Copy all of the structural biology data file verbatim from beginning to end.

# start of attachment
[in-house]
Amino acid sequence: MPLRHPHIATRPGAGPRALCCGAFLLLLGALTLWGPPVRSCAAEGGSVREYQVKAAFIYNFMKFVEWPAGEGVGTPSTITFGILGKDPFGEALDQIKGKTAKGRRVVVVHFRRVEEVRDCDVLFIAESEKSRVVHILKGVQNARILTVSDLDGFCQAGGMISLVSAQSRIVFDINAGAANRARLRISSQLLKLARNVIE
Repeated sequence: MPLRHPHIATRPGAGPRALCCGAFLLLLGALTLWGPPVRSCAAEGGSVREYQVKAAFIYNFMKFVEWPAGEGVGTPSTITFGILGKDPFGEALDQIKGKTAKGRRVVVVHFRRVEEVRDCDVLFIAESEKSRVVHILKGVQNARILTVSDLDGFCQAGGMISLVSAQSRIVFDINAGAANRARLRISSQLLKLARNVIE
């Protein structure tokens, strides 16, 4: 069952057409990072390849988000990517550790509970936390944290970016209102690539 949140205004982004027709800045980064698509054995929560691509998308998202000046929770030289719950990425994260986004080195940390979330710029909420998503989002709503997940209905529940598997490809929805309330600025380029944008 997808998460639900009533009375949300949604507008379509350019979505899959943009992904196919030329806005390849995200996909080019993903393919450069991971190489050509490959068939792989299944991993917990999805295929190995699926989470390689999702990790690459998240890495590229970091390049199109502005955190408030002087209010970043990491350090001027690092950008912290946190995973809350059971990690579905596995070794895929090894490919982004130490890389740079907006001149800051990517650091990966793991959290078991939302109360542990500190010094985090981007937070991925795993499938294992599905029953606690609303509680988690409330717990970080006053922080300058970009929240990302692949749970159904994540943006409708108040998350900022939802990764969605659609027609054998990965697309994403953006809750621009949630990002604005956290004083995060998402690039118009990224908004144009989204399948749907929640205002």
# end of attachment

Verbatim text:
[in-house]
Amino acid sequence: MPLRHPHIATRPGAGPRALCCGAFLLLLGALTLWGPPVRSCAAEGGSVREYQVKAAFIYNFMKFVEWPAGEGVGTPSTITFGILGKDPFGEALDQIKGKTAKGRRVVVVHFRRVEEVRDCDVLFIAESEKSRVVHILKGVQNARILTVSDLDGFCQAGGMISLVSAQSRIVFDINAGAANRARLRISSQLLKLARNVIE
Repeated sequence: MPLRHPHIATRPGAGPRALCCGAFLLLLGALTLWGPPVRSCAAEGGSVREYQVKAAFIYNFMKFVEWPAGEGVGTPSTITFGILGKDPFGEALDQIKGKTAKGRRVVVVHFRRVEEVRDCDVLFIAESEKSRVVHILKGVQNARILTVSDLDGFCQAGGMISLVSAQSRIVFDINAGAANRARLRISSQLLKLARNVIE
């Protein structure tokens, strides 16, 4: 069952057409990072390849988000990517550790509970936390944290970016209102690539 949140205004982004027709800045980064698509054995929560691509998308998202000046929770030289719950990425994260986004080195940390979330710029909420998503989002709503997940209905529940598997490809929805309330600025380029944008 997808998460639900009533009375949300949604507008379509350019979505899959943009992904196919030329806005390849995200996909080019993903393919450069991971190489050509490959068939792989299944991993917990999805295929190995699926989470390689999702990790690459998240890495590229970091390049199109502005955190408030002087209010970043990491350090001027690092950008912290946190995973809350059971990690579905596995070794895929090894490919982004130490890389740079907006001149800051990517650091990966793991959290078991939302109360542990500190010094985090981007937070991925795993499938294992599905029953606690609303509680988690409330717990970080006053922080300058970009929240990302692949749970159904994540943006409708108040998350900022939802990764969605659609027609054998990965697309994403953006809750621009949630990002604005956290004083995060998402690039118009990224908004144009989204399948749907929640205002």